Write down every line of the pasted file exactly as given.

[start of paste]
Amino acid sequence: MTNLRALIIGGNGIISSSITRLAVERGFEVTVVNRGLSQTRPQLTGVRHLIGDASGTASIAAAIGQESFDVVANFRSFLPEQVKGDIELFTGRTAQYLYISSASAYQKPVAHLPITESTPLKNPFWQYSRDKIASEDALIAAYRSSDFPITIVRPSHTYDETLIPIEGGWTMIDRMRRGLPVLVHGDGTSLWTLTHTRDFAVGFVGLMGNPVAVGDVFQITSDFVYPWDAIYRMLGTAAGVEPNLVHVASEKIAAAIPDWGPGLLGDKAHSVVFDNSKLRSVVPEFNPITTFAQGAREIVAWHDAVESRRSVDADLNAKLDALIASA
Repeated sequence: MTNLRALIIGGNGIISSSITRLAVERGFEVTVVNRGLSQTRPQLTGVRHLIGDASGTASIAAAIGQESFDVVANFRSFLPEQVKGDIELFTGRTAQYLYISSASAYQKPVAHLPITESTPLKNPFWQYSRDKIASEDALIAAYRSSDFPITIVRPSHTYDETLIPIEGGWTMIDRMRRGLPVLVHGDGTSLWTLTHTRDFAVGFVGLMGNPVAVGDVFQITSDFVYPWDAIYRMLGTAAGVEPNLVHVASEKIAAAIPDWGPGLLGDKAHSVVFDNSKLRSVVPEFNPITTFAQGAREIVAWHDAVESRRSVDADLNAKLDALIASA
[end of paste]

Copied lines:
Amino acid sequence: MTNLRALIIGGNGIISSSITRLAVERGFEVTVVNRGLSQTRPQLTGVRHLIGDASGTASIAAAIGQESFDVVANFRSFLPEQVKGDIELFTGRTAQYLYISSASAYQKPVAHLPITESTPLKNPFWQYSRDKIASEDALIAAYRSSDFPITIVRPSHTYDETLIPIEGGWTMIDRMRRGLPVLVHGDGTSLWTLTHTRDFAVGFVGLMGNPVAVGDVFQITSDFVYPWDAIYRMLGTAAGVEPNLVHVASEKIAAAIPDWGPGLLGDKAHSVVFDNSKLRSVVPEFNPITTFAQGAREIVAWHDAVESRRSVDADLNAKLDALIASA
Repeated sequence: MTNLRALIIGGNGIISSSITRLAVERGFEVTVVNRGLSQTRPQLTGVRHLIGDASGTASIAAAIGQESFDVVANFRSFLPEQVKGDIELFTGRTAQYLYISSASAYQKPVAHLPITESTPLKNPFWQYSRDKIASEDALIAAYRSSDFPITIVRPSHTYDETLIPIEGGWTMIDRMRRGLPVLVHGDGTSLWTLTHTRDFAVGFVGLMGNPVAVGDVFQITSDFVYPWDAIYRMLGTAAGVEPNLVHVASEKIAAAIPDWGPGLLGDKAHSVVFDNSKLRSVVPEFNPITTFAQGAREIVAWHDAVESRRSVDADLNAKLDALIASA